In the olden days before disc brakes and gravel bikes, touring bikes were the popular candidate. They had the requisite mudguard eyelets, spacer for wider tyres and more relaxed geometry than race bikes. Modern touring bikes with disc brakes and even wider tyre clearances still make jolly good choices.
Cyclocross bikes have also long been popular winter bikes. Before disc brakes they offered increased clearances over road bikes so you can fit wide tyres and mudguards, with many having the necessary mounts for full-length mudguards. You could pick up an aluminium cyclocross frameset relatively cheaply and put some older parts on it and have a low cost and practical winter bike.
These days there’s another option: gravel and adventure bikes. These are becoming hugely popular as second bikes because they are hugely versatile. Many have mounts for mudguards and can be ridden with slick tyres, making the fast and comfortable road training bikes. But you can sling on some gravel tyres for exploring bridleways and woodland trails. The geometry is generally better suited to road riding than cyclocross bikes which typically have high bottom brackets for ground clearance.
Whatever type of bike you opt for, one way to save some cash is to buy a frameset and cobble it together using whatever parts you might have lying around. There are lots of brands that offer very reasonably priced metal frames that could be the basis for a winter bike build. Add some cheap wheels, a low-end groupset and some finishing kit and you can build a decent bike on the budget.
The even more controversial choice isn’t even a bike. It’s a smart trainer. I’ve had several discussions with people considering whether to spend a lump of cash they’ve saved on a mudguard-equipped bike for the winter or a smart trainer. The top-end smart trainers with all the associated accessories can cost the same as a bike, and that’s before you factor in all the extra accessories like a computer, television, fan etc to get the full experience.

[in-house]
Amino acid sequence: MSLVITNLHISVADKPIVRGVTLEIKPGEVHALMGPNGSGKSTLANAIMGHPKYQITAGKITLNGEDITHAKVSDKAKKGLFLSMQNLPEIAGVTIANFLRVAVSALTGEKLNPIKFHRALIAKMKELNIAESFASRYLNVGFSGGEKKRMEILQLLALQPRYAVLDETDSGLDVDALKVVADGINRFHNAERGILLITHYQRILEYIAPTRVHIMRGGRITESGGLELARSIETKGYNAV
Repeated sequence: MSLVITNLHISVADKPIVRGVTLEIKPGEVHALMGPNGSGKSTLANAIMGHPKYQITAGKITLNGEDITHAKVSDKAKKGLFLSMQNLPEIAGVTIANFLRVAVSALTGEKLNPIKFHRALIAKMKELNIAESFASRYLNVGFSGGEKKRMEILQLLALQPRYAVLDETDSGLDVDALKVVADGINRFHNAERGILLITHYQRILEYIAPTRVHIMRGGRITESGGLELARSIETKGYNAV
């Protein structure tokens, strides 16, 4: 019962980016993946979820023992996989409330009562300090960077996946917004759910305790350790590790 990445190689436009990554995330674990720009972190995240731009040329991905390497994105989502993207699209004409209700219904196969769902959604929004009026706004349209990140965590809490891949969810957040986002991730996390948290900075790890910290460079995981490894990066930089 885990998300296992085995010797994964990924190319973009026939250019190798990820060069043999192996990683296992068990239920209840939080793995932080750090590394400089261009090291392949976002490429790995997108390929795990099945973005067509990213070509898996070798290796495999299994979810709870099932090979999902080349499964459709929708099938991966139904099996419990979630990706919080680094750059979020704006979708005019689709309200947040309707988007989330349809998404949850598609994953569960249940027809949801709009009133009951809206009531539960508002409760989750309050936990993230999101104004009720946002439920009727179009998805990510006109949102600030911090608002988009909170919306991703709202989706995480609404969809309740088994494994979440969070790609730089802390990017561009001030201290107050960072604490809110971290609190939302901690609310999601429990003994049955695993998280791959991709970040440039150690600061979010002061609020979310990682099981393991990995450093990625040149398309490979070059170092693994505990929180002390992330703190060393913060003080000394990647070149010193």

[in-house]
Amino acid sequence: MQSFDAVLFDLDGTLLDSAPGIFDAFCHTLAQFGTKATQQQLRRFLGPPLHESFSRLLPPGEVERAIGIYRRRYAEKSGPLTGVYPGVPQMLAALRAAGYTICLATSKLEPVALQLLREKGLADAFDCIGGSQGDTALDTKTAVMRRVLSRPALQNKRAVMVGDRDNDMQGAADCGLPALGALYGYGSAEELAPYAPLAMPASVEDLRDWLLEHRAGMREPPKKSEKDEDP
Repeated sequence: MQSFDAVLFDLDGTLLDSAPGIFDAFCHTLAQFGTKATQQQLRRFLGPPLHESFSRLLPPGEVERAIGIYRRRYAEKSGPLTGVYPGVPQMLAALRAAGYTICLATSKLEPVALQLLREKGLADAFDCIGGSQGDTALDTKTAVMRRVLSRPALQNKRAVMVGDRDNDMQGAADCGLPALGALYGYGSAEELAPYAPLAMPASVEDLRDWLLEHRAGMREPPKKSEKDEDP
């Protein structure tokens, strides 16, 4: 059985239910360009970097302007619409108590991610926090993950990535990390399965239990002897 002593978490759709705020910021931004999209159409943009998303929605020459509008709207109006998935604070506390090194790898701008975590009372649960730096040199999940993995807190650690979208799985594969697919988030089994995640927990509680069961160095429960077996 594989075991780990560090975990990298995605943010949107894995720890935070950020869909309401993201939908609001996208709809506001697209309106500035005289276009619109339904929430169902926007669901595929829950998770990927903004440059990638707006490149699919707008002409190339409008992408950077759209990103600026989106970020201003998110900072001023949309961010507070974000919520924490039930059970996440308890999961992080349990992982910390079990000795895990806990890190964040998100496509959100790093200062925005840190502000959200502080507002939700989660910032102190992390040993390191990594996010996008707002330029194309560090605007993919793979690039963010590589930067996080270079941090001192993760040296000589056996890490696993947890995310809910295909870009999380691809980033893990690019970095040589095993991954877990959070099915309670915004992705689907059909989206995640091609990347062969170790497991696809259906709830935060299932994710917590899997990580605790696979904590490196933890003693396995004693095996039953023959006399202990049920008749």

With all that said, any bike is ideal for a dedicated winter bike. It can be anything you want it to be.
You might not even have to buy one. If you’ve bought a new bike recently you could turn your old bike into your dedicated winter bike. Add some mudguards, some tough tyres and the accessories mentioned previously, and you have yourself a bike that is going to suitable for thrashing around the lanes in the rain and cold.
There’s obviously nothing to stop you winterising your main bike and using that, and in this article, we go through some steps you might want to look at to ensure it’s going to cope with the winter conditions.
The other trend in recent years stems from the idea that it’s a bit rubbish to spend such a big chunk of the year on a bike that is inferior to your main bike. Putting all your money into one bike that can be ridden year-round with mudguards in the winter and faster wheels in the summer, and made from a posh long-lasting material like titanium, has become a popular option with cyclists who want the comfort and benefits of a winter bike but year-round.
Personally I wouldn’t be without my winter bike. It’s a trusty partner on long winter training rides in rubbish weather, it’s reliable and comfy and never lets me down.
Do you have a dedicated winter bike? Let’s hear from you in the comments below.
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David worked on the road.cc tech team from 2012-2020. Previously he was editor of Bikemagic.com and before that staff writer at RCUK. He's a seasoned cyclist of all disciplines, from road to mountain biking, touring to cyclo-cross, he only wishes he had time to ride them all. He's mildly competitive, though he'll never admit it, and is a frequent road racer but is too lazy to do really well. He currently resides in the Cotswolds, and you can now find him over on his own YouTube channel David Arthur - Just Ride Bikes.